Wednesday, April 2, 2014

A Handful of Things I've Learned From Losing 30 Pounds

I was going to title this 30 things I learned from losing 30 pounds and send it to BuzzFeed, but I don't know if I can think of 30. That's too much pressure.

First of all, here is a before (left) and after (right) picture. I took the before picture BEFORE I was at my heaviest weight of my life - so I looked even worse when I finally started to be serious about my health. I am not at my goal weight yet, but I did have to take this last picture for another challenge I just entered this morning. So here it is (don't judge - it was early for me and I was still in my PJs):



I have struggled with my weight and self image all of my life. I have tried Weight Watchers, Calorie Counting, Paleo & Whole 30s. I've had a gym membership for the past four years. It wasn't until we started a Weight Loss Challenge at work that I decided to really give it a shot. That little boost of competition and community really helped me to stay focused.

I am not an expert, but I have had a few people ask me what I've been doing. So, I thought I'd list my thoughts in one easy place for reference.

In no particular order...

1) Believe in yourself. Stop telling yourself that you're not capable or worthy of a healthy body. THIS was my biggest barrier, but it didn't come first. It took trying consistently for at least two months for me to begin to understand that I was capable of more than I realized. 

2) Do what works for you. My brother lost 100 pounds by eating meat & vegetables and exercising at least 1 hour every day. That's great for him, but I can't do that. I like dessert, I like bread, I like cheese. For me, it's all about learning to eat those things in moderation. There are a lot of options out there! If you like Paleo, do that! If you like Atkins, do that! If you like Weight Watchers, do that! If you like Zumba, do that! If you like treadmills or hiking or swimming, do that! The important thing is to find something that is going to work for YOU.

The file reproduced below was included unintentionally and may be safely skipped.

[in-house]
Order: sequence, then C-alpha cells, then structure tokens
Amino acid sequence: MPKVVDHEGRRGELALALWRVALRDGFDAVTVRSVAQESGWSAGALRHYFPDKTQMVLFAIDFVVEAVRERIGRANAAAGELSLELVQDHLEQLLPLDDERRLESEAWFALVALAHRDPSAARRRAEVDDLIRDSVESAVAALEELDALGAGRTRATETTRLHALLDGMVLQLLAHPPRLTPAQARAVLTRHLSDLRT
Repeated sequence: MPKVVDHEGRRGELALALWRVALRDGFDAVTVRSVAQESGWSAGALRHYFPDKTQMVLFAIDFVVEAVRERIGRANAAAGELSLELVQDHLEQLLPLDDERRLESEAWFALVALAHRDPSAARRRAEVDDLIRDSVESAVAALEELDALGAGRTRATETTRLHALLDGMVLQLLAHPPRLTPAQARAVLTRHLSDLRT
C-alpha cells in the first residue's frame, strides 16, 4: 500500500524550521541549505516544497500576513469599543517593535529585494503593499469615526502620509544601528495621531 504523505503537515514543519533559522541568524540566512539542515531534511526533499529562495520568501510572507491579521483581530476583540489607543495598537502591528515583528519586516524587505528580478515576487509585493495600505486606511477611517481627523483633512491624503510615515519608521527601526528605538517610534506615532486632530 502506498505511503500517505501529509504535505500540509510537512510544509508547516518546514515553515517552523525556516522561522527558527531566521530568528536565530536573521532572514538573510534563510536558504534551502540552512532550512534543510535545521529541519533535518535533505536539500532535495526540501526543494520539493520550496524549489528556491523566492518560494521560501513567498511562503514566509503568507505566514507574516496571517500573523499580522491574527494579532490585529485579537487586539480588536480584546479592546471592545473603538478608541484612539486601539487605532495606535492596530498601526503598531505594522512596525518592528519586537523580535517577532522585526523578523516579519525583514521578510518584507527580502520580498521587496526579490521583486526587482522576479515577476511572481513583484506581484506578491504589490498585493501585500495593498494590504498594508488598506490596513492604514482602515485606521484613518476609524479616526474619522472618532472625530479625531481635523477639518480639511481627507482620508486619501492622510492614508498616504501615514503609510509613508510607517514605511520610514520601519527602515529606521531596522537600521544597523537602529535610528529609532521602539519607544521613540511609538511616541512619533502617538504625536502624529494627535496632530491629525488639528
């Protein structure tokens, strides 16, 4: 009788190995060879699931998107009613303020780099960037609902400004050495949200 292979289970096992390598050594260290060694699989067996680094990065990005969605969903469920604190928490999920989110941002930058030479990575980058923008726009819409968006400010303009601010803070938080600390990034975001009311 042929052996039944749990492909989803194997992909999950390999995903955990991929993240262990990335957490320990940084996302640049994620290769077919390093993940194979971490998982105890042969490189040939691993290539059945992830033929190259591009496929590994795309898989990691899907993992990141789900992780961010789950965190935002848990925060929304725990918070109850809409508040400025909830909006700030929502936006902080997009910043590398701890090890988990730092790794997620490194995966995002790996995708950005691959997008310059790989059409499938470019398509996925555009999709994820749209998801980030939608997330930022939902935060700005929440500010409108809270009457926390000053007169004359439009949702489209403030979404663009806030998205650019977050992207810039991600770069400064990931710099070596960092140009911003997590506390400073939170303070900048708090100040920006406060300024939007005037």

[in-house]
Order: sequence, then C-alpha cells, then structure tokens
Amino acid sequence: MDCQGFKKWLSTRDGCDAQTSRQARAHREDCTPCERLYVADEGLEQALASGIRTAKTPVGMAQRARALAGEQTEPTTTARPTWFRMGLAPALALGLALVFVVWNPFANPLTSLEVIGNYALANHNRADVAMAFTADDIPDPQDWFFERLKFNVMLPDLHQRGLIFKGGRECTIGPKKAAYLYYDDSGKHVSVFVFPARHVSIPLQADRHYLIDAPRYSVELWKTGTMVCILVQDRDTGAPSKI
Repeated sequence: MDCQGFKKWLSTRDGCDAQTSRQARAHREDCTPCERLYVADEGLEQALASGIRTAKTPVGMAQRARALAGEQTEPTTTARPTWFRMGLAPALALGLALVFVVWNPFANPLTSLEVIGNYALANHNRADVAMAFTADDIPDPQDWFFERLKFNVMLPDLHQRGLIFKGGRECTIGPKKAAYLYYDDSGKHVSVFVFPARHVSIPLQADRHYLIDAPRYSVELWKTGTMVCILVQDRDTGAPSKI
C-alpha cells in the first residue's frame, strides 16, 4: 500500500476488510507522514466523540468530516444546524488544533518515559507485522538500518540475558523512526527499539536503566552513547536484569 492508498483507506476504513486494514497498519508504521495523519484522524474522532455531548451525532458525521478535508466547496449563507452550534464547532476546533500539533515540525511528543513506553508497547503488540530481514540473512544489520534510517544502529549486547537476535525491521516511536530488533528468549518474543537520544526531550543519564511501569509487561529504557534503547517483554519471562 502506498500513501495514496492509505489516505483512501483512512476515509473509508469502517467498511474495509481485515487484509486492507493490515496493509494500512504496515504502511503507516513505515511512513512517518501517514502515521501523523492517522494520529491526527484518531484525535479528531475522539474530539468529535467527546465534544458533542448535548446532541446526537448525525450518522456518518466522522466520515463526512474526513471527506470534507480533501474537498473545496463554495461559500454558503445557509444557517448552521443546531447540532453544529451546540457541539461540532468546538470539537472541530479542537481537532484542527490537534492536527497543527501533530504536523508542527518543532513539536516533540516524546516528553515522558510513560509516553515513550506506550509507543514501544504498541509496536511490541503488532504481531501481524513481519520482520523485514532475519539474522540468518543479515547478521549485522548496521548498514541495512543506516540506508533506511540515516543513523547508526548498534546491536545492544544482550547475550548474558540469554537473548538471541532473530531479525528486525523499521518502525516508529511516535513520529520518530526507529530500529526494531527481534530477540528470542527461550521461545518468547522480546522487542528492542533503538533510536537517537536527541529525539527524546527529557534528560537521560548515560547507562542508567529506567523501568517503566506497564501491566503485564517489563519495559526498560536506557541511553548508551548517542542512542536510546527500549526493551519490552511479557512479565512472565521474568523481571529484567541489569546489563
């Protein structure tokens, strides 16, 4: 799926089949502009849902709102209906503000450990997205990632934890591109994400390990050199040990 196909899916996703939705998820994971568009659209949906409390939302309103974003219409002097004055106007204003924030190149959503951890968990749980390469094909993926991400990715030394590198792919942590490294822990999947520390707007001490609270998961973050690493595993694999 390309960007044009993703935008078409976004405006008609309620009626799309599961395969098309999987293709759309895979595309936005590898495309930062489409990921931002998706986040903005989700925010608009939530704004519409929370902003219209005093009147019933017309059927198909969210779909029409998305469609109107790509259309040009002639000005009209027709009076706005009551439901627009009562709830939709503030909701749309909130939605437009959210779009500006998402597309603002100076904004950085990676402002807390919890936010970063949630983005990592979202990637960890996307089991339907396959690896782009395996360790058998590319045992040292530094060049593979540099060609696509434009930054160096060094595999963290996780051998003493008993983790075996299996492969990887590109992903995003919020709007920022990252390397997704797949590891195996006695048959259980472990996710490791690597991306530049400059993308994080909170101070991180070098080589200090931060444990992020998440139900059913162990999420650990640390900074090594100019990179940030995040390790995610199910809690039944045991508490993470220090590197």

3) "Make a commitment to yourself first, the results will follow". When Bryce and I first started going to the gym there was a motivational poster hanging up above the water fountain that said just that. During the first week of our challenge, I lost my water weight and it got me excited. Over the next 12 weeks my weight loss was never consistent. I tracked my calories and activity with my FitBit Zip (which is a GREAT product and I can tell you more about it later) and I was being consistent. This proved to me that each week's loss was not directly correlational to what I was doing - but what mattered overall was that I kept trying even when there were setbacks. Ultimately, I lost 26 pounds during the 13 week challenge - that was an average of 2 pounds a week, but sometimes I would lose 4 pounds and other weeks I would lose .4 or stay the same. So STICK WITH IT. Your effort may not show up for a few weeks but it WILL SHOW UP if you keep going.

4) Exercise does not get easier, but you get used to the pain. I thought that after I had been exercising for awhile that there was going to be some magical moment that it wasn't hard anymore. In all of my prior attempts, I hated that first month of exercising. It felt awful and I didn't believe that anyone could really enjoy such a thing. As I mentioned above, push through at LEAST two months of consistent exercise. It took time for my body to get used to the idea that this was going to be a consistent thing. That after gym soreness used to be noticeable, but now I am used to pushing through it. It hasn't got any easier, but I'm at least used to the feeling and that's what has made the difference.

5) Get over the guilt of indulging! I don't let myself associate guilt with cookies or candies or treats. I think guilt is a horrible thing. If you want a cookie, have it! Now that I am exercising more, I know what I'm willing to indulge for and what I'm not. One of the things that I did learn on our past Whole 30 journeys (among many others for another time) is that we need to let go of the emotional attachments we have to food, that includes guilt.

6) Work on building a life long habit rather than a short term fix. This is ultimately why we could not keep up with a Paleo lifestyle. I gained back all the weight I lost during our cleanse periods, because it wasn't something I could do forever and I slipped back into my old habits. This is a reiteration of do what works for you!